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Start-up Advice

Theory vs. Reality of Creating Sustainable SMEs

This doesn’t mean that people should be intimidated. The key is to examine millions of opportunities which means that thousands of new businesses would result.

Kevin Fleischer

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Reality

South Africa has an extremely high failure rate where business start-ups are concerned. Why?

There are several contributing factors. One is that there is a gap between the theory and reality involved in starting a business and making it survive. Business theory is great in a business school, but is a far cry from the reality that an entrepreneur experiences on the ground.

A high attrition rate has to be expected and accepted, as experience dictates that out of 1000 opportunities, about 100 are worth considering. Of this 100, ten are worth investigating, and ultimately one is worth investing in.

You have a rather controversial view on how the failure rate can be reduced. Would you like to share it?

We need structures that help people fail quickly.  A person with a business idea should have it examined by people with the necessary skills to give guidance on what market segments need to be addressed, costs, pricing models and other essential basics. If the essential elements are missing, they can advise the potential entrepreneur to either abandon or continue with planning.

This means that reality will be addressed before a person has committed their life savings, house and other assets to finance a business that could be fatally flawed from the start.

This would save individuals from making costly mistakes, and would also help address a feeling held by many potential entrepreneurs that there is no money available for small businesses. Money is available – it is the business plans that don’t meet requirements.

If the money is available, why do entrepreneurs battle to find appropriate funding from bodies that have been set up for this purpose?

Resources are disjointed. Policymakers are often naïve when assessing needs and putting policies into action.  This is because they often have no experience in running or starting businesses of their own, whether in the private or public sector.

Again, theory and reality do not correlate. 

Cash flow management is often cited as a major problem for SMEs. Are there other important financial factors that entrepreneurs should pay attention to?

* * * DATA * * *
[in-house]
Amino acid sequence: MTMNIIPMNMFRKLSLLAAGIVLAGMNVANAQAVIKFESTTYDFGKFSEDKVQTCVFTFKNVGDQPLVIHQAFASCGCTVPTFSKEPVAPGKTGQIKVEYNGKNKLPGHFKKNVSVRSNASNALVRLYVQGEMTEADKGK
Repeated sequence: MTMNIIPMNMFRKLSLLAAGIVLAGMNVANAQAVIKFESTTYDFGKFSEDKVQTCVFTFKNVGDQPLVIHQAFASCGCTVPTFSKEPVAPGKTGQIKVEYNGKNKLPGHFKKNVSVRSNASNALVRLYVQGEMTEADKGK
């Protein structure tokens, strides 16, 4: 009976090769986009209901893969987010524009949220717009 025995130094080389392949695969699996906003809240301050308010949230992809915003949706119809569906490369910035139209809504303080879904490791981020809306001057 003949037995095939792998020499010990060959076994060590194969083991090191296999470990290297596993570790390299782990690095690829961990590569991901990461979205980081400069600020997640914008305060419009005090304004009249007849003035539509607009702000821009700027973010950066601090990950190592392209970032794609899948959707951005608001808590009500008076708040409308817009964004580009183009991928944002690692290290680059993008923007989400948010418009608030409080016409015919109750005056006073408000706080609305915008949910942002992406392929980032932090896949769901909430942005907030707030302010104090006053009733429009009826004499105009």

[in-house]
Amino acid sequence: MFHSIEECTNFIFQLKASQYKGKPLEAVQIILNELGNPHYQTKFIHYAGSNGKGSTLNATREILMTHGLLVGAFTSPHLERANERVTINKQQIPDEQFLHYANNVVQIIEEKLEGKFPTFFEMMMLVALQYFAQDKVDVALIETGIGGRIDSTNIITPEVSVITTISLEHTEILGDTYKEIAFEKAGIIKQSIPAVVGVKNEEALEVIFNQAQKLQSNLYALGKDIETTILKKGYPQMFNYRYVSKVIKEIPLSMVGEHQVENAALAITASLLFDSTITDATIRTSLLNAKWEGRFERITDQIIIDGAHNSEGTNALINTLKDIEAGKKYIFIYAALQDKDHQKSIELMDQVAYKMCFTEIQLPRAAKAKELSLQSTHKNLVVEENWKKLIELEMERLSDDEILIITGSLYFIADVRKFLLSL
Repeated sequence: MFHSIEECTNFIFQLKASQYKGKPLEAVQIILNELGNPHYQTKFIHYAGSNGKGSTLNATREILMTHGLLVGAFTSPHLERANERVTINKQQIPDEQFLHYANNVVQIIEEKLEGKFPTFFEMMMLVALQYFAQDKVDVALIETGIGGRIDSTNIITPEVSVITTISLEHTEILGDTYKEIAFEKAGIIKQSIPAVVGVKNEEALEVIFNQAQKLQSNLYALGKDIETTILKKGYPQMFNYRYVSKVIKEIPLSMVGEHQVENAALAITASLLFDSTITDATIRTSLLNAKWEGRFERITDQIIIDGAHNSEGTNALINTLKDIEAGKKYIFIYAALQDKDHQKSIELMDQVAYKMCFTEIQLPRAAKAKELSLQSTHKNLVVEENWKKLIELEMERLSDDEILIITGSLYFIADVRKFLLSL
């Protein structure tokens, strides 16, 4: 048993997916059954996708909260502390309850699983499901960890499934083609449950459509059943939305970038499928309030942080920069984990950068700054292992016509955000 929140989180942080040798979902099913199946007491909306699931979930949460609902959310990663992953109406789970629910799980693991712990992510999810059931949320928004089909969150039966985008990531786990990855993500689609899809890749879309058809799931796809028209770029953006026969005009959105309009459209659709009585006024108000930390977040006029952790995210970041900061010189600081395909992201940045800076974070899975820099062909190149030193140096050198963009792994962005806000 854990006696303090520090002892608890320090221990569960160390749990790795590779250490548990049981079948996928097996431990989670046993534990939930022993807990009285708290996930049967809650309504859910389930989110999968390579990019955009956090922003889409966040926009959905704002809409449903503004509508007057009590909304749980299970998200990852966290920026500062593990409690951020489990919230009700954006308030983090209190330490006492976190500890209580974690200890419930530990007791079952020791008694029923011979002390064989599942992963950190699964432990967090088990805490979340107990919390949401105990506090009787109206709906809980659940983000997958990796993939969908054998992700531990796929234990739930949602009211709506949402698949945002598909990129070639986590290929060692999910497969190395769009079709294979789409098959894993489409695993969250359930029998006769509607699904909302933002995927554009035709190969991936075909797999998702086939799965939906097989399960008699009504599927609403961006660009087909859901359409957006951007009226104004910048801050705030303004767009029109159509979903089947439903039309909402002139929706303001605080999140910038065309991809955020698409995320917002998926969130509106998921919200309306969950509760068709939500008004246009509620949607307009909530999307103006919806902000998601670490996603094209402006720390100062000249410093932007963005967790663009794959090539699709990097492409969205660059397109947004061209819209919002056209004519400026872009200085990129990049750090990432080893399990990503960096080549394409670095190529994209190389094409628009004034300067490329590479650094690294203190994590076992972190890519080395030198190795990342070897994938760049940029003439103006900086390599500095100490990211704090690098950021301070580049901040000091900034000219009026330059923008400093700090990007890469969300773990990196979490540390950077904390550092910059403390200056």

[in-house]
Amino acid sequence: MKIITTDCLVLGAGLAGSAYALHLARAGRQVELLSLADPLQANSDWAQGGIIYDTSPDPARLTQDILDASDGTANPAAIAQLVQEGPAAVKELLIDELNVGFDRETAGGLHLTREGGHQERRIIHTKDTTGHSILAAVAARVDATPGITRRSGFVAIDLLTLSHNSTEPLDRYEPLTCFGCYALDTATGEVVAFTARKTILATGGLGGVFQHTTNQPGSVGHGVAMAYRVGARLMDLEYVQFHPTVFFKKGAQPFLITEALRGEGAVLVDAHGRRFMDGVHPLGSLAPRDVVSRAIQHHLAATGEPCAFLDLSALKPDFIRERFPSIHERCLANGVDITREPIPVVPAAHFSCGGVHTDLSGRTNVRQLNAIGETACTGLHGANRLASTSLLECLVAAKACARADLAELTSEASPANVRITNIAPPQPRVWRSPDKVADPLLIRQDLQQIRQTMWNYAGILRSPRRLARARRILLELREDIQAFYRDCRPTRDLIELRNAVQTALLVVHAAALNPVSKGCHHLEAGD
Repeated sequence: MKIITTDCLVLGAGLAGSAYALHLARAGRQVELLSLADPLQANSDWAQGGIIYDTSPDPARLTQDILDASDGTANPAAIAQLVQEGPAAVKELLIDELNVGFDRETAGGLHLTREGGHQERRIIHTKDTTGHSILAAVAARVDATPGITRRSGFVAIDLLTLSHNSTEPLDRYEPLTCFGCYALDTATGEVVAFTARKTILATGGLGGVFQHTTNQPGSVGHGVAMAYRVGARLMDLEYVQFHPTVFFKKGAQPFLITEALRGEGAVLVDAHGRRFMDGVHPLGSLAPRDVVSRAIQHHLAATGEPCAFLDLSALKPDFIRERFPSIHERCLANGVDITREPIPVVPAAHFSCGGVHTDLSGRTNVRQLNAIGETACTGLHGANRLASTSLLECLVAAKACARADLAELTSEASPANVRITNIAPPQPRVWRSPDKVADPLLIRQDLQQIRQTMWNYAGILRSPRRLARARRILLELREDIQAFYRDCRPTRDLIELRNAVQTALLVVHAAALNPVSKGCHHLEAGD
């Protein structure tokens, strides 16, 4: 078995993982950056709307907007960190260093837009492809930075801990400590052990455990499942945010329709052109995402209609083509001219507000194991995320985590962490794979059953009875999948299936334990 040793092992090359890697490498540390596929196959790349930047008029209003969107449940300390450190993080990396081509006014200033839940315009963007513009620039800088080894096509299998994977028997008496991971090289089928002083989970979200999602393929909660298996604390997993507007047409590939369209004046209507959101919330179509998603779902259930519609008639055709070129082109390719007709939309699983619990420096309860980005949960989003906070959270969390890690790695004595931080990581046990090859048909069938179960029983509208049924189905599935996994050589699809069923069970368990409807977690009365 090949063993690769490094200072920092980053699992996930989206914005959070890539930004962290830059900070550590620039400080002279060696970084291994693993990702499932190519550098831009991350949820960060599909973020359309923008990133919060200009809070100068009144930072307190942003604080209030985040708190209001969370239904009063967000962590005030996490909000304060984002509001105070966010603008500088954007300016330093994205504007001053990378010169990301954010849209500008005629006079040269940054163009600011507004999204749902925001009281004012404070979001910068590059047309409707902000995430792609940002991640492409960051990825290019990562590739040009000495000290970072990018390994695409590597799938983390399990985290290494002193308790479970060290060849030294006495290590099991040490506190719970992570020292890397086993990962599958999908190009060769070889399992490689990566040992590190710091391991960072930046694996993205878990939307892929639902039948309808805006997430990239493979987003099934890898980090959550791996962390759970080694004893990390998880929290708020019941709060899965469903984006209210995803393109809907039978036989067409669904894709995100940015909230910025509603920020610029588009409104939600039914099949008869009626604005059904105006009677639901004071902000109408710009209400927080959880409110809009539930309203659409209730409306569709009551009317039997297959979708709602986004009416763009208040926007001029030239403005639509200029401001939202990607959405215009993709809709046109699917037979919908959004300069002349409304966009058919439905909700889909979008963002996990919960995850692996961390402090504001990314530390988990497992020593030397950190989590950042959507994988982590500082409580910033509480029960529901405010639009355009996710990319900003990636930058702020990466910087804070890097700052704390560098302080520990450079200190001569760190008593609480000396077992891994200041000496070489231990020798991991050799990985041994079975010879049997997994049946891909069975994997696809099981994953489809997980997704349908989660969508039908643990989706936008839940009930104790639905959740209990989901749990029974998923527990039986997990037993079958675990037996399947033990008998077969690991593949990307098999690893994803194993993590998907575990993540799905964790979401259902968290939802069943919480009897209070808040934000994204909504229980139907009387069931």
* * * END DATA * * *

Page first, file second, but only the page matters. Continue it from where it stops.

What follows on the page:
Working capital is equally important. There is a strong culture of BEE enterprise development in South Africa that is very effective. SMEs often become part of the supply chains of major corporations and government departments, and are asked to structure their enterprises so that they can be awarded contracts for specific services.

Unfortunately, the small business is left to finance all elements of the deal to the point where service delivery takes place. The promise is that payment will be made within 90 days. In several instances, this doesn’t happen and the SME is left having made capital inputs that need to be funded.

For many, this spells the end of their small business, as they do not plan for this, or have the ability to access the necessary funding.

Ironically, when a small business fails the system is wrongly blamed.  In many cases, the fault lies with the awarder of the contract that has the money but holds it back for 120 days or more to bolster its balance sheets.

Is there a way out of this ‘catch 22’?

Payment terms and credit need to be viewed differently.

In Mexico, they’ve tackled this problem by establishing a body called ‘Nafin’. The equivalent of South Africa’s IDC, it has a section that offers reverse factoring or discounting.

When an SME is given a government contract, information regarding the deal is placed on an electronic noticeboard. Banks access the system, choose an applicable contract and discount the invoice, providing the SME with cash. The full invoiced amount is ceded to the bank. It’s simple and effective. 

What are your thoughts regarding the announcement earlier this year of South Africa’s Ministry of Small Business?

The minister chosen for the task, Lindiwe Zulu, has a reputation for getting things done. She appears to be speaking to the right people, and many share the view that her plans for the ministry are positive.

It is import to note though that SMEs tend to thrive in fast-moving, fairly unregulated environments. If the new ministry embraces this mind-set, it will be a massive success.

While the ‘Think Big’ series has concluded on TV screens, episodes can still be viewed online by visiting www.standardbank.co.za/thinkbig. For an array of additional tips and tools on how to start, manage or grow a business, visit bizconnect.standardbank.co.za.

Kevin Fleischer holds a BA in Economics from Wits, an M.Phil (Finance) from Oxford, and has extensive experience in the small business sector. Described in his own words as a ‘maverick angel investor’, he is a founder member and former CEO of Blue Catalyst, established by the Gauteng government as a venture capital support network. In the late 90s, he founded Letsema Investments and as MD was involved in early BEE policy formulation, the setting up of labour union investment groups and the structuring of leveraged investments in listed companies

Company Posts

3 Companies With Memorable Slogans, And How To Create Your Own

Three companies that have enjoyed these benefits as a result of creating memorable business slogans are Nike, Carlsberg, and Apple. Let’s look at each one now.

Jeff Broth

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nike-just-do-it-brand